For Kgame’s former teacher, Mogami Unati, school represents an opportunity for conversations to be had that cannot easily be had at home.
“There are so many norms and beliefs about the kinds of conversations to have or not have. As teachers we are trained, so these conversations become easier. Grannies don’t feel sex is a subject matter for girl children to discuss. There is teenage pregnancy. There is sexual and gender-based violence in our communities. Even young girls, because of the financial crisis and situation at home, they will date adults.”
She added, “But if we talk to them about this, we can talk about the disadvantages and consequences of engaging in such activities. School is such an important space to open these conversations, to talk to learners about what is happening – including rape – that many families don’t even know about.”
Coming into contact with DREAMS – which is supported by South Africa’s Department of Basic Education and the U.S. Government – changed how she saw things, Kgame said.
“I started to be more inquisitive. I started questioning why the girl child was always at the bottom of the social order. I realised I can be part of people that are catalysts for change, that want to make life easier for others, especially girls. I was drawn to the issue of early pregnancy. I would see miscommunication and misinformation around contraception among girls my age. And there was misinformation about the clinic nearby as well,” she said.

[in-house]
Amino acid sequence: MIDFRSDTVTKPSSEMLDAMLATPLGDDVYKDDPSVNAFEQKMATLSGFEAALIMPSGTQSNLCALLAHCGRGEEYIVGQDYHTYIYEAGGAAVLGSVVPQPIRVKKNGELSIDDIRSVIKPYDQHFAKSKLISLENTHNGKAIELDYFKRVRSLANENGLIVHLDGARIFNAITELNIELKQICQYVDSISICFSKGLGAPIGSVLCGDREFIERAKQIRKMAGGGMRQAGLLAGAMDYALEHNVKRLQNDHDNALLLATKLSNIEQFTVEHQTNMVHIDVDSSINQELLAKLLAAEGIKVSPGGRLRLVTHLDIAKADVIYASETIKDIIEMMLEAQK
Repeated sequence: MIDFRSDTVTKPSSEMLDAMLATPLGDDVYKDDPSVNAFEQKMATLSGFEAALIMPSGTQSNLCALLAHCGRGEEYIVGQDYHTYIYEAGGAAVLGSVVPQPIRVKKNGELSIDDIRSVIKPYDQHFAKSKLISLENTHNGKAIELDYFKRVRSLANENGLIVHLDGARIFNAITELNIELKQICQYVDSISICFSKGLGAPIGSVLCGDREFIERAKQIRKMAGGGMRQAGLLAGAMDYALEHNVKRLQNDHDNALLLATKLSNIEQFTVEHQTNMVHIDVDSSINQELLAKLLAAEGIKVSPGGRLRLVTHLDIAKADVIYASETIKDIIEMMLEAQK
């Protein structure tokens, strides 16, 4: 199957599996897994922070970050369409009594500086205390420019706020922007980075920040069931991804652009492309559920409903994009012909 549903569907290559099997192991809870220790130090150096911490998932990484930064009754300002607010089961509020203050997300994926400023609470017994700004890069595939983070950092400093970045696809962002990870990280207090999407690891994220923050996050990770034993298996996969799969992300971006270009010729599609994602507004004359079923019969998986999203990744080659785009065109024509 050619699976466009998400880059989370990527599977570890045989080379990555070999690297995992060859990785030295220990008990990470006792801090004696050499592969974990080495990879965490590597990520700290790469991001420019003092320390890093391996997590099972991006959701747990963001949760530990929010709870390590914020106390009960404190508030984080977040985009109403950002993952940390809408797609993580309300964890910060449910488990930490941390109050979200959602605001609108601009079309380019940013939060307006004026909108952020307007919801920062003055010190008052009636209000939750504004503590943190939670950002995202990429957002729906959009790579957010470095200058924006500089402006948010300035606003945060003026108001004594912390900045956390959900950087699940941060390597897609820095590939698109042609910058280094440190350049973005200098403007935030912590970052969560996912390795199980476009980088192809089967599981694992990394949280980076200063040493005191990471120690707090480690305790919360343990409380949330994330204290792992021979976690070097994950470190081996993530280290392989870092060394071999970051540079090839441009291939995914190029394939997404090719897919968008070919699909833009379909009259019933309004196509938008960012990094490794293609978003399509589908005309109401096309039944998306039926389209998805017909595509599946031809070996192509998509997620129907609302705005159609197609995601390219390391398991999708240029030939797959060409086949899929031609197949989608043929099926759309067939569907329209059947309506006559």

“I would talk with the girls and make sure they were in a safe space within the clinic. Once you start talking about certain things, you create safe landing spaces for yourself and others,” she shared. Kgame became an ambassador for the programme, sharing her learning with others in her school and the wider community.
Participation as a cast member on the radio drama Life on Madlala Street gave Kgame a taste of the power of art and media to transform lives, to change narratives.
“Being entrusted with the responsibility of being an ambassador and communicating about sexual gender-based violence and issues of HIV and AIDS – those are not light issues. They affect people globally. And being entrusted to represent people on this platform, I didn’t take it for granted and I still don’t take it for granted.
“There is always this misperception that once someone knows more about sexual issues, they have some sort of sexual experience. Why can’t I just be educated about it?”
These gaps and silences are now a motivating factor in Kgame’s life. She is currently studying the links between gender, politics, and development, hoping to be able to inform future decisions about education. From the discussion, from the artists’ renderings on the wall, it is clear that something powerful has happened here, something that has helped this young woman make meaning of who she is, in a world that has a complicated relationship with how girls are perceived and socialised.
“Learners are being fostered by grannies who don’t know about the information that Life Orientation classes provide. We need to educate these learners more on what is happening in their lives, so they will know what is right or wrong and take informed decisions,” she explained.
Amidst the art on Kgame’s wall, there is colour, form, line, shape, space, texture, and value. There is also language. One message in particular stands out:
‘I deserve to be happy and healthy’.
bird story agency